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LLB: Reader Questions!

Illustration for article titled LLB: Reader Questions!

As unfortunately promised, I will now endeavor to answer two (2!) reader questions that were asked more than six months ago! I am nothing if not timely in my responses.


As always, you are guaranteed to be satisfied or your money back.

From Mr. k2b:

“Hey, how much you know about property management law? I got some bright-eyed new apartment manager trying to use the negligence/misuse maintenance charge clause to pay for her prettification project here and I’m sorta concerned her dumb ass is gonna get the place sued and sold out to those asshole gentrifiers down the block. It’s kind of obnoxious.”


From Mr. otterman:

“If you steal a Tesla, can you then re-brand it an Edison and resell it?

I’m asking for a friend.....”

So, here’s the thing. To answer these questions requires a detour into an issue I often discuss- the difference between the law, and “justice,” or “morality,” or, heck, “life.”


The law is nothing more than a set of rules, codifying expectations that society deems reasonable and enforceable. There’s a lot more to it, but that’s a good way to look at it. Sometimes these are expectations that we can enforce on each other (such as litigating over contacts); sometimes it is expectations that “the Man” enforces on us (such as criminal law); sometimes it is expectations about how we divide up stuff when we die or divorce (probate, family law). And while there is often overlap between the law and social expectations, it isn’t perfect. Sometimes the law lags slightly behind society (such as family law, and, until recently, same sex marriage). Sometimes the law isn’t the right instrument for social obligations (yeah, maybe a person who fails to show up to your MST3k viewing party after RSVPing did, in fact, break an oral contract ... but you’re not taking them to court over it).

But the law is always a blunt and inexact instrument, and while it beats settling things “the old fashioned way” (who is up for duels and blood feuds?), it helps to remember that.


This gets to k2b’s question, which I can helpfully break down as follows:

a. Concern about being sued. Okay, so here’s the thing; you can always be sued- for a good reason, a bad reason, or even no reason. Call this, um, the Trump Doctrine. If someone has deep pockets, and the desire to litigate, then they can just bring lawsuits (or screw people over and defend lawsuits) as the cost of doing business. So a good attorney will usually advise you in terms of probabilities- something may or may not make something more likely bring a lawsuit, and that lawsuit would cost $X to defend (or settle) with Y% of success. In a certain way, there is little difference between a good attorney and an actuary.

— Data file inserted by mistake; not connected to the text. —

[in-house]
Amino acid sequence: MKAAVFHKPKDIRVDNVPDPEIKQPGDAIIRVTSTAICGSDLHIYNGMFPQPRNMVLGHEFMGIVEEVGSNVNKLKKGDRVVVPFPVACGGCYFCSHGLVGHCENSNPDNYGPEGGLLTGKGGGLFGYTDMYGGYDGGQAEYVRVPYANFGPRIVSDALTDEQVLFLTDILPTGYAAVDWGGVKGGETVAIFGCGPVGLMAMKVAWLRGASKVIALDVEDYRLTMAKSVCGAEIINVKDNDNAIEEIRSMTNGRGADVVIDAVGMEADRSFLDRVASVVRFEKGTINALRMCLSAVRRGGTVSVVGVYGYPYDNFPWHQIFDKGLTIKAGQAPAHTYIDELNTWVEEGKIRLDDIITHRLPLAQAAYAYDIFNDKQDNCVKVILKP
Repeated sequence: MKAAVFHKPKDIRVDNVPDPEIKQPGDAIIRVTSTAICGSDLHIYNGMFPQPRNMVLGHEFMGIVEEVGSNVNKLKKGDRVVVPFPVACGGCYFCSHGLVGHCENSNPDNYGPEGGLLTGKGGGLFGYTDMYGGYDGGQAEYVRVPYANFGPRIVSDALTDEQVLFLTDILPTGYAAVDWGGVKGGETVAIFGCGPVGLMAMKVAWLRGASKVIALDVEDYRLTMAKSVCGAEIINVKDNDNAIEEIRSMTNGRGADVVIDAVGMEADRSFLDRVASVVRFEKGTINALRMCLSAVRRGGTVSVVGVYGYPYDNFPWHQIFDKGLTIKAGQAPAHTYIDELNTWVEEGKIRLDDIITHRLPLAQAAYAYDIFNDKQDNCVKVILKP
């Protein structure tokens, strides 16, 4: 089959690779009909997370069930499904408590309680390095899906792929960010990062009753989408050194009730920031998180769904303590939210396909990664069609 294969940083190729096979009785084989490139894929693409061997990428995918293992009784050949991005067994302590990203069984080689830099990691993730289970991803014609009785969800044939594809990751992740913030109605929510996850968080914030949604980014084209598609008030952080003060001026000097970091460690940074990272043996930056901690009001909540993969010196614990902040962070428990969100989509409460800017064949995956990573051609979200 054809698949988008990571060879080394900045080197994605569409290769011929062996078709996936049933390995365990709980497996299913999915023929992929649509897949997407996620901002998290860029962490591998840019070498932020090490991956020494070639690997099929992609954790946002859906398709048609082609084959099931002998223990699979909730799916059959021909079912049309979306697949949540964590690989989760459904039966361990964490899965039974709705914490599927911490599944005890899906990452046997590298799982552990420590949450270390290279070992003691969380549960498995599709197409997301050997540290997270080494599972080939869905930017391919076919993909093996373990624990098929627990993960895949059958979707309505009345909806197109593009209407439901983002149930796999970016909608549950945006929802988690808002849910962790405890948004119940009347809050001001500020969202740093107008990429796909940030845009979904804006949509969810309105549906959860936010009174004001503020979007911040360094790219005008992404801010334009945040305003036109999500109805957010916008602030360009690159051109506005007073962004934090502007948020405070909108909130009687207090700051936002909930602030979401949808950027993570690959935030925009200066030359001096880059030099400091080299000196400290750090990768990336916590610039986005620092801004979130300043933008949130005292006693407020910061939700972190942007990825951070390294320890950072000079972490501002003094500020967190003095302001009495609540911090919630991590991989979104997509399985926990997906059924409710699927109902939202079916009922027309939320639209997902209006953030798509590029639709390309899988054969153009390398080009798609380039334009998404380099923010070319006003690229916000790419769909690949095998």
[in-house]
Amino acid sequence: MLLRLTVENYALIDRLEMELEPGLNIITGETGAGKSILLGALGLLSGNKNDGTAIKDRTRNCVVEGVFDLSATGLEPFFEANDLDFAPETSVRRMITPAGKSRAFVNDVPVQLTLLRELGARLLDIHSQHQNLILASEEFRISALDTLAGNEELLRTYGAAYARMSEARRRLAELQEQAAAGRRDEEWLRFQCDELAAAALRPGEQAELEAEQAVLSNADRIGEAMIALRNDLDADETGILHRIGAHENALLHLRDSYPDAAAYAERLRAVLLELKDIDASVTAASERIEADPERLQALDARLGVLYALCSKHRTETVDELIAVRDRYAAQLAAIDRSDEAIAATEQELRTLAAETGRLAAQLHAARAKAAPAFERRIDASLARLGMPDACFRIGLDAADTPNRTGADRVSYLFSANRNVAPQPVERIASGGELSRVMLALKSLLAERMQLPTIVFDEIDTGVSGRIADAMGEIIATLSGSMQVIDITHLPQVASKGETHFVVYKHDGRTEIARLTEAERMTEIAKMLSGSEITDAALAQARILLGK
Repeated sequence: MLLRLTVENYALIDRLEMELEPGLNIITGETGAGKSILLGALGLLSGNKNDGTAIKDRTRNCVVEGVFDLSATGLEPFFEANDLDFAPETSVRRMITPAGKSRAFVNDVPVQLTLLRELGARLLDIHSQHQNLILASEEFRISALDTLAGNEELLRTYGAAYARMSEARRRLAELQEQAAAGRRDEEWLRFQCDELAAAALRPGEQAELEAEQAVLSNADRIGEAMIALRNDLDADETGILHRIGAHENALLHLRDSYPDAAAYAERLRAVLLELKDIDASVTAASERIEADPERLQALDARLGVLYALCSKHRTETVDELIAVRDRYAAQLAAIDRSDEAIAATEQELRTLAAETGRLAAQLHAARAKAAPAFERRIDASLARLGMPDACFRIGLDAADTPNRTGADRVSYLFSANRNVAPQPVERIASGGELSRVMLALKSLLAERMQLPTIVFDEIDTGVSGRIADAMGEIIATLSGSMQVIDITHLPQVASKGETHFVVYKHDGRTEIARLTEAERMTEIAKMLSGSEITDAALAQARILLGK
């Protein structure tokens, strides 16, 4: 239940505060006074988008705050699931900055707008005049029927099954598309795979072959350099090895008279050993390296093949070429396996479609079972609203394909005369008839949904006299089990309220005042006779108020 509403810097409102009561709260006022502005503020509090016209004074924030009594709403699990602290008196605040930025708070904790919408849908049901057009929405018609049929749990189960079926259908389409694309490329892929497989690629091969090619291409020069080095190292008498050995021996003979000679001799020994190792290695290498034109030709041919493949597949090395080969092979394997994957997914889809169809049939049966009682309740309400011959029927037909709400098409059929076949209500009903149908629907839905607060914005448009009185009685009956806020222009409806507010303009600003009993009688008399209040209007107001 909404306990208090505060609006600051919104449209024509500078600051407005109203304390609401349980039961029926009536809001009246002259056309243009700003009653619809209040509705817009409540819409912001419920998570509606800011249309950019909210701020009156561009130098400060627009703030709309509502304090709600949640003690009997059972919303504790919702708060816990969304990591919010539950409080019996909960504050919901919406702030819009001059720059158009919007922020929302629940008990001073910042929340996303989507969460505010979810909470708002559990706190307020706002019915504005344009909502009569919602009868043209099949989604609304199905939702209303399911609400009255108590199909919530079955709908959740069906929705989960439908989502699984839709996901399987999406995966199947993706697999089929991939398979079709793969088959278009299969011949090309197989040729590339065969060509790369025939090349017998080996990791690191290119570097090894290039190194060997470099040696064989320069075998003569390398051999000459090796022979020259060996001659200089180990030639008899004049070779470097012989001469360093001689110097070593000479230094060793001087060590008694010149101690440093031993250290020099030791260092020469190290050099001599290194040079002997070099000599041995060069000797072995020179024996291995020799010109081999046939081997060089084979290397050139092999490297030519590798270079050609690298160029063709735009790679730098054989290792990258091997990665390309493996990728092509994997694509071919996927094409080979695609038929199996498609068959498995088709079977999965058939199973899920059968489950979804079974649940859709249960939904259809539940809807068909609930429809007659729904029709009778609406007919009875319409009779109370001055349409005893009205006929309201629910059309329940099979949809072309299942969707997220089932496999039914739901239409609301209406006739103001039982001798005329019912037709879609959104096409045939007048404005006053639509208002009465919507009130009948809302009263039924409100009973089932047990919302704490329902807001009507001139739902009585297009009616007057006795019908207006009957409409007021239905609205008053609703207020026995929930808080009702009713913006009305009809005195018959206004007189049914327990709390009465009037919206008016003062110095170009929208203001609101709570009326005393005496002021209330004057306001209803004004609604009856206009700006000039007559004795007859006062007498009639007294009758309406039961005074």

b. Property law (real property law, landlord tenant issues) tends to be VERY jurisdiction specific, which is a fancy way of saying that it varies depending on state and locality. While there are some federal laws that may apply in certain circumstances (exs. ADA, FHA), overall you will need someone who is knowledgeable about your specific locality.

That said ... during the legal climate of the 1960s and 1970s especially, many laws were re-written to be more protective of tenants. Misuse of tenant funds is a big no-no, and most states will have very specific laws regarding this.


With regards to Mr. otterman’s question-

As your attorney I advise you to drop a full sheet of high-powered blotter acid drive that stolen Tesla/Edison at top speed toward Vegas and it’ll be a goddamn miracle if you get there before you turn into some kind of wild animal and melt into the seats.


Are you ready for that? Checking into a Las Vegas hotel under a phony name with the intent to commit capital fraud after committing god know how many felonies in the prior 24 hours on a head full of acid? I sure hope so. I’m counting on you, Otterman.

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